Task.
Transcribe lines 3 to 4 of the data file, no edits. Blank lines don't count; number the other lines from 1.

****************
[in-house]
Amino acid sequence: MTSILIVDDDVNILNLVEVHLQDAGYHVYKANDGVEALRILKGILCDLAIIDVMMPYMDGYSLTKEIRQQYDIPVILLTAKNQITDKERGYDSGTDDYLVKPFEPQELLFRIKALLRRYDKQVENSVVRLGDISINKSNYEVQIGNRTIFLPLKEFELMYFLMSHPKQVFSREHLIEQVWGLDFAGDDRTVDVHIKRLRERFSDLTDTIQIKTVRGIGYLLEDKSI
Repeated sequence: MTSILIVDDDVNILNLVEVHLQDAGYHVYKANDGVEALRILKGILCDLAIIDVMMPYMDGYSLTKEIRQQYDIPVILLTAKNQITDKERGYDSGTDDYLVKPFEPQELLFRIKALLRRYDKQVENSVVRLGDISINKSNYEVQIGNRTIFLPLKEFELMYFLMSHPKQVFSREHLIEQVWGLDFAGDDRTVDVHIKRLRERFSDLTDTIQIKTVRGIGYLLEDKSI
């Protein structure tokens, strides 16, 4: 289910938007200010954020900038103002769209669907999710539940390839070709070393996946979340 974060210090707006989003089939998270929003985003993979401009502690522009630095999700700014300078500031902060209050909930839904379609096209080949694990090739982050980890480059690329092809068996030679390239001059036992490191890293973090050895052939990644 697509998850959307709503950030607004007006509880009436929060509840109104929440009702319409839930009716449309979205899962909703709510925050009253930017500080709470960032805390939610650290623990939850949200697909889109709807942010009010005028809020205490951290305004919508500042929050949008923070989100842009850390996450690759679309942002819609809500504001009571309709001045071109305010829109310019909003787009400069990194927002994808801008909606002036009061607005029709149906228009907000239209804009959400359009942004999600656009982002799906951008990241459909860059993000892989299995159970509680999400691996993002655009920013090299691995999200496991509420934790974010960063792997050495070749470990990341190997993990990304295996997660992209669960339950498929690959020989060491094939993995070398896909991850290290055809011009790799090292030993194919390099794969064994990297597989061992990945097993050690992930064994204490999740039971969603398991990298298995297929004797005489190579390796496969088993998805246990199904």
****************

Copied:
Repeated sequence: MTSILIVDDDVNILNLVEVHLQDAGYHVYKANDGVEALRILKGILCDLAIIDVMMPYMDGYSLTKEIRQQYDIPVILLTAKNQITDKERGYDSGTDDYLVKPFEPQELLFRIKALLRRYDKQVENSVVRLGDISINKSNYEVQIGNRTIFLPLKEFELMYFLMSHPKQVFSREHLIEQVWGLDFAGDDRTVDVHIKRLRERFSDLTDTIQIKTVRGIGYLLEDKSI
């Protein structure tokens, strides 16, 4: 289910938007200010954020900038103002769209669907999710539940390839070709070393996946979340 974060210090707006989003089939998270929003985003993979401009502690522009630095999700700014300078500031902060209050909930839904379609096209080949694990090739982050980890480059690329092809068996030679390239001059036992490191890293973090050895052939990644 697509998850959307709503950030607004007006509880009436929060509840109104929440009702319409839930009716449309979205899962909703709510925050009253930017500080709470960032805390939610650290623990939850949200697909889109709807942010009010005028809020205490951290305004919508500042929050949008923070989100842009850390996450690759679309942002819609809500504001009571309709001045071109305010829109310019909003787009400069990194927002994808801008909606002036009061607005029709149906228009907000239209804009959400359009942004999600656009982002799906951008990241459909860059993000892989299995159970509680999400691996993002655009920013090299691995999200496991509420934790974010960063792997050495070749470990990341190997993990990304295996997660992209669960339950498929690959020989060491094939993995070398896909991850290290055809011009790799090292030993194919390099794969064994990297597989061992990945097993050690992930064994204490999740039971969603398991990298298995297929004797005489190579390796496969088993998805246990199904």